Thanks. The equals function looks about what I expected. The hashCode was unexpected, but okay. I assume it’s some prime number magic? Not sure what to do with that.
Maybe this additional information will help with the discussion? I have very little background in Java, so comparisons to Java are not very helpful for me. I’m a C++ programmer, so I can’t help but see things from that perspective. That said, here’s some articles I’ve read on the topic and my commentary.
Introduction to Data Classes in Kotlin by Rajeev Singh Oct 18, 2017
"Although the properties of a data class can be mutable (declared using var), It’s strongly recommended to use immutable properties (declared using val) so as to keep the instances of the data class immutable.
Immutable objects are easier to work with and reason about while working with multi-threaded applications. Since they can not be modified after creation, you don’t need to worry about concurrency issues that arise when multiple threads try to modify an object at the same time."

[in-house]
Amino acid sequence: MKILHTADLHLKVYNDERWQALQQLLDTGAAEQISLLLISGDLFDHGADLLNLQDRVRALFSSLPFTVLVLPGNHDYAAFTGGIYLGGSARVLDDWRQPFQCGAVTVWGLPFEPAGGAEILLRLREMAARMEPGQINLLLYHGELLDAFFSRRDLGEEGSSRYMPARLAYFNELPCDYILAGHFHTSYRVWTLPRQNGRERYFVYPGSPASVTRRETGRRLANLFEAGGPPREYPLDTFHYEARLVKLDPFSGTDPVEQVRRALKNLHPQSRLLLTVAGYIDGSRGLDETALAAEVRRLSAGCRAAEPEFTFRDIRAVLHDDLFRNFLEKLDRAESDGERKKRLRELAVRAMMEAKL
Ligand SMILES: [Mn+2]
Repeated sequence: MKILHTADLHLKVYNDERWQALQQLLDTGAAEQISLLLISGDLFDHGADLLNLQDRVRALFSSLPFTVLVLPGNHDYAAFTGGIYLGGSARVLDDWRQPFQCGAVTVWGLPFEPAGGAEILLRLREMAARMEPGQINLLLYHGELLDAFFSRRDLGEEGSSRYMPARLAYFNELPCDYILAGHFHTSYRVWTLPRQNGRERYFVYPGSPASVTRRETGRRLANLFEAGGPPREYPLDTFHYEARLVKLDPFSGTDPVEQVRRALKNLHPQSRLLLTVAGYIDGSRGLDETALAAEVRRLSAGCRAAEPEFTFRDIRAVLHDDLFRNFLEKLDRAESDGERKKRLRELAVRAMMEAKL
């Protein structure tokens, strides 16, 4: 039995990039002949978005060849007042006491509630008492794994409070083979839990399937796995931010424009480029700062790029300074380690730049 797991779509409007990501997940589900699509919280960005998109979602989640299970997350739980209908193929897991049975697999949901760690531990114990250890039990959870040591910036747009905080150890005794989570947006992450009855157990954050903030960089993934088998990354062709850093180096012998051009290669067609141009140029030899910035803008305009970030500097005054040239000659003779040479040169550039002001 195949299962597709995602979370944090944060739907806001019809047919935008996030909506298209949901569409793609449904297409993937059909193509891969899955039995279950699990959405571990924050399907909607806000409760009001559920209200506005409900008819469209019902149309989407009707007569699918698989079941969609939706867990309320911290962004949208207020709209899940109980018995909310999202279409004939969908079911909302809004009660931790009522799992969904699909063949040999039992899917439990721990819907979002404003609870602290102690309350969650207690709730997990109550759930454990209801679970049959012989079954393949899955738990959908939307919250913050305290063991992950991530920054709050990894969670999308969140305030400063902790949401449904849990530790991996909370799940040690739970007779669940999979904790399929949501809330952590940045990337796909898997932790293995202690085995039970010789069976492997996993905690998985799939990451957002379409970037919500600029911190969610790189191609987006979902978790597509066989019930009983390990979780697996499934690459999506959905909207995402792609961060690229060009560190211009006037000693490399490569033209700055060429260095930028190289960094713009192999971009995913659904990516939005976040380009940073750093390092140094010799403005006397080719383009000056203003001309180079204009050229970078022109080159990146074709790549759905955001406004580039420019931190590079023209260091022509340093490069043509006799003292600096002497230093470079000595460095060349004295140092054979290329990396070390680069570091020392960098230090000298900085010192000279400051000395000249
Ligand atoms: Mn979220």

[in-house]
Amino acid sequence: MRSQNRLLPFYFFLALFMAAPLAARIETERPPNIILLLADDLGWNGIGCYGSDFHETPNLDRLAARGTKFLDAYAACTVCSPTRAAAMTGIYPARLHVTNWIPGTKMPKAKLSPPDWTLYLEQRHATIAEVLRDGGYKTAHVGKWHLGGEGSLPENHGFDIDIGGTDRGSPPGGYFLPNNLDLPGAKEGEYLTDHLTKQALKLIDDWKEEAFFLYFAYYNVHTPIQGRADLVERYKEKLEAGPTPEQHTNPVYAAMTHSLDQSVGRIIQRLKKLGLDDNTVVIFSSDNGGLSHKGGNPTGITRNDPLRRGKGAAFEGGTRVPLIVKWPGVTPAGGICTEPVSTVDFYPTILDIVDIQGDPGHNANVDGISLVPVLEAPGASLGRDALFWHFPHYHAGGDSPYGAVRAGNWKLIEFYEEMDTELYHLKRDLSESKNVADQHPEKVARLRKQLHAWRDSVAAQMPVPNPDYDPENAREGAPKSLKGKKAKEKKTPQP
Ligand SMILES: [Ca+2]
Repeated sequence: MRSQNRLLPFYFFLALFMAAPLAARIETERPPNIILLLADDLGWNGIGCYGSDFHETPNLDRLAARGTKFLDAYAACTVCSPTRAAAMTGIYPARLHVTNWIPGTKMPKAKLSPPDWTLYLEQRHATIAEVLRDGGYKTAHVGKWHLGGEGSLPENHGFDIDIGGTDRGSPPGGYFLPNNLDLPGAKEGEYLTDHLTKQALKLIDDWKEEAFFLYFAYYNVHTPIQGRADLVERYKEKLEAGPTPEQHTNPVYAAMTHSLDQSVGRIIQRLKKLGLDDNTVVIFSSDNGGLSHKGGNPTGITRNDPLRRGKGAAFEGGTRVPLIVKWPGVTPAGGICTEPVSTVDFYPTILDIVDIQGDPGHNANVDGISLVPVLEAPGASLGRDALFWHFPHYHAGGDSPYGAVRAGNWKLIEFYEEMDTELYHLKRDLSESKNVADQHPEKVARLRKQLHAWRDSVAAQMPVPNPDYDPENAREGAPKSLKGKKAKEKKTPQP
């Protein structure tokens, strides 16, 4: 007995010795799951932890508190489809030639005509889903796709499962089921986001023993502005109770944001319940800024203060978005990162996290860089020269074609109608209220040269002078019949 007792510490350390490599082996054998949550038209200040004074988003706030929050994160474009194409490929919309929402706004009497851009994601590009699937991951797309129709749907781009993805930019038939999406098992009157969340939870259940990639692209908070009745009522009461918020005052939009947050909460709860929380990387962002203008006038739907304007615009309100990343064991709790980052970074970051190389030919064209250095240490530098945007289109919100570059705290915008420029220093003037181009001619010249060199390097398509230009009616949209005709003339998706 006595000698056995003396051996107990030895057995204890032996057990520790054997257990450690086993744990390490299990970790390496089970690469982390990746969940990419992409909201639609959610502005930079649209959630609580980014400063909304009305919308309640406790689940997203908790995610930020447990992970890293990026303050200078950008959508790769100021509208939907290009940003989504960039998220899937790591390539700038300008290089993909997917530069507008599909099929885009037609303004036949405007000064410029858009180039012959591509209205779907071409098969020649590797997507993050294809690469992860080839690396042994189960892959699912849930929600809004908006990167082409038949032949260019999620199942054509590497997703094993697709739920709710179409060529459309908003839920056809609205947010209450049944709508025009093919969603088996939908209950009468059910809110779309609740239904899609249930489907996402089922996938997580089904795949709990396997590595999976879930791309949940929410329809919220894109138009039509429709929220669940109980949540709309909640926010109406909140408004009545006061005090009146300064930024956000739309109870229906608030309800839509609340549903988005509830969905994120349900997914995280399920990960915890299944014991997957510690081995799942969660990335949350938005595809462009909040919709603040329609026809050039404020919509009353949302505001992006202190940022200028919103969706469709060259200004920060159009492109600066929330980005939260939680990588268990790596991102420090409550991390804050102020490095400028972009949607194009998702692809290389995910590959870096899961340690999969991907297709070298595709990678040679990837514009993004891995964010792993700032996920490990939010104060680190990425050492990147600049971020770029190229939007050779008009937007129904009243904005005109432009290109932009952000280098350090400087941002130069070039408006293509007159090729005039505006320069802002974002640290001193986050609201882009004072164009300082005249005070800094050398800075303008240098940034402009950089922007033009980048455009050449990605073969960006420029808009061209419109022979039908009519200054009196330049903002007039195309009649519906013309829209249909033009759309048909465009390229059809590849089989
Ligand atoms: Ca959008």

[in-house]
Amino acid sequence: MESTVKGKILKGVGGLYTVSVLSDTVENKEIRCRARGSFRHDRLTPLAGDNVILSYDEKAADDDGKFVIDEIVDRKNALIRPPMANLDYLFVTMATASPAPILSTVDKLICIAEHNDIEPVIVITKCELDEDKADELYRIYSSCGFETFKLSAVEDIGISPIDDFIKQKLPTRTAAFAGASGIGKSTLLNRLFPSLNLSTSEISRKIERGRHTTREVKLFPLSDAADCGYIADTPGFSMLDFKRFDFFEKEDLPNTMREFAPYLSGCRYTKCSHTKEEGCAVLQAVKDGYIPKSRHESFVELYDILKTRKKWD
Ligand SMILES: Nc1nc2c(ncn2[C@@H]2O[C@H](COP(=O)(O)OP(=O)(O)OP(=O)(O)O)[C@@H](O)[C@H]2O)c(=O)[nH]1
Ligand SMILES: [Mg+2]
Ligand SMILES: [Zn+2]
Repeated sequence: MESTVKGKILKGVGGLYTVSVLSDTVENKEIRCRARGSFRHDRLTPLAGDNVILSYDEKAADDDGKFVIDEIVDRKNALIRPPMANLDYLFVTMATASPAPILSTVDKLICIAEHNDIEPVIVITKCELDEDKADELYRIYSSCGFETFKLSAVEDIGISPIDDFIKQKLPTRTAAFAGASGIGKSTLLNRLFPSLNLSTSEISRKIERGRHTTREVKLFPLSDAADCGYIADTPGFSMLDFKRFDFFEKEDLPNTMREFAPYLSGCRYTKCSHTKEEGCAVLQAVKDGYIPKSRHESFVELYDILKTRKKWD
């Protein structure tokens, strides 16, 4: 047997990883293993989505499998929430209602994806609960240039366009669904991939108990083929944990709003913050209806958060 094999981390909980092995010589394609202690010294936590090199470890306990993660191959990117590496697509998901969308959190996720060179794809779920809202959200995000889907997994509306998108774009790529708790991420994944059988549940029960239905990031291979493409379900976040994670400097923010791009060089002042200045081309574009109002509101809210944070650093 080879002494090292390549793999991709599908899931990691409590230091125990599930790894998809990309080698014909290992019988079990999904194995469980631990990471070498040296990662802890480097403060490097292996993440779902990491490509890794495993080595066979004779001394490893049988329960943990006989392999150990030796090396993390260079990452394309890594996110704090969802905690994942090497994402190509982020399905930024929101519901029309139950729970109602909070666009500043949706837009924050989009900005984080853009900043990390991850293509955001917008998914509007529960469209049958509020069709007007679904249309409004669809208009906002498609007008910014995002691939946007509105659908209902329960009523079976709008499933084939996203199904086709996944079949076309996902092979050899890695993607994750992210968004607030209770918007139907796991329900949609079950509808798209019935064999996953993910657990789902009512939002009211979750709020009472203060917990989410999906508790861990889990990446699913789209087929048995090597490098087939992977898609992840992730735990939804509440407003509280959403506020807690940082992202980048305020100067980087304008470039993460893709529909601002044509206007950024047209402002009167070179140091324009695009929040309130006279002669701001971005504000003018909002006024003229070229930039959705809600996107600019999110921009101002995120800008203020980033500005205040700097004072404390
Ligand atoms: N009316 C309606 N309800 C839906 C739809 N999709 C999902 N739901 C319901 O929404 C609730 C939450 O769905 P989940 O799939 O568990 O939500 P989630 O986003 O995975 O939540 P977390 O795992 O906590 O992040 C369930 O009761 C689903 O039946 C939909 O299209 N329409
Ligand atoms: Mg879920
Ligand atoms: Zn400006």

In my case, I have data where each field can and will be changed independently from the other fields, so making the class immutable seems inadvisable and therefore a data class is inadvisable as well. If I don’t use a data class, I do not get a == operator, or at least I can’t count on the behavior I want. I will need to make my own equals and therefore my own hashCode, even though I will never use the hashCode method.
If that didn’t confuse me enough, this seems to contradict what above description of the == operator does:
Equality in Kotlin (‘==’, ‘===’ and ‘equals’) by Suneet Agrawal Sep 4, 2018
== operator is used to compare the data of two variables.
Please don’t misunderstand this equality operator with the Java == operator as both are different. == operator in Kotlin only compares the data or variables, whereas in Java or other languages == is generally used to compare the references. The negated counterpart of == in Kotlin is != which is used to compare if both the values are not equal to each other.
All I want to do is compare for equivalence. I don’t care about equality. The descriptions of equals just don’t give me a warm fuzzy that the behavior is understood.
At this point, I think I’m better off to delete the == and === not to mention the != and other comparison operators.
Is there a way to do that so if == or any other comparison operator is used, I get an error?
If there is, I can avoid this entire problem.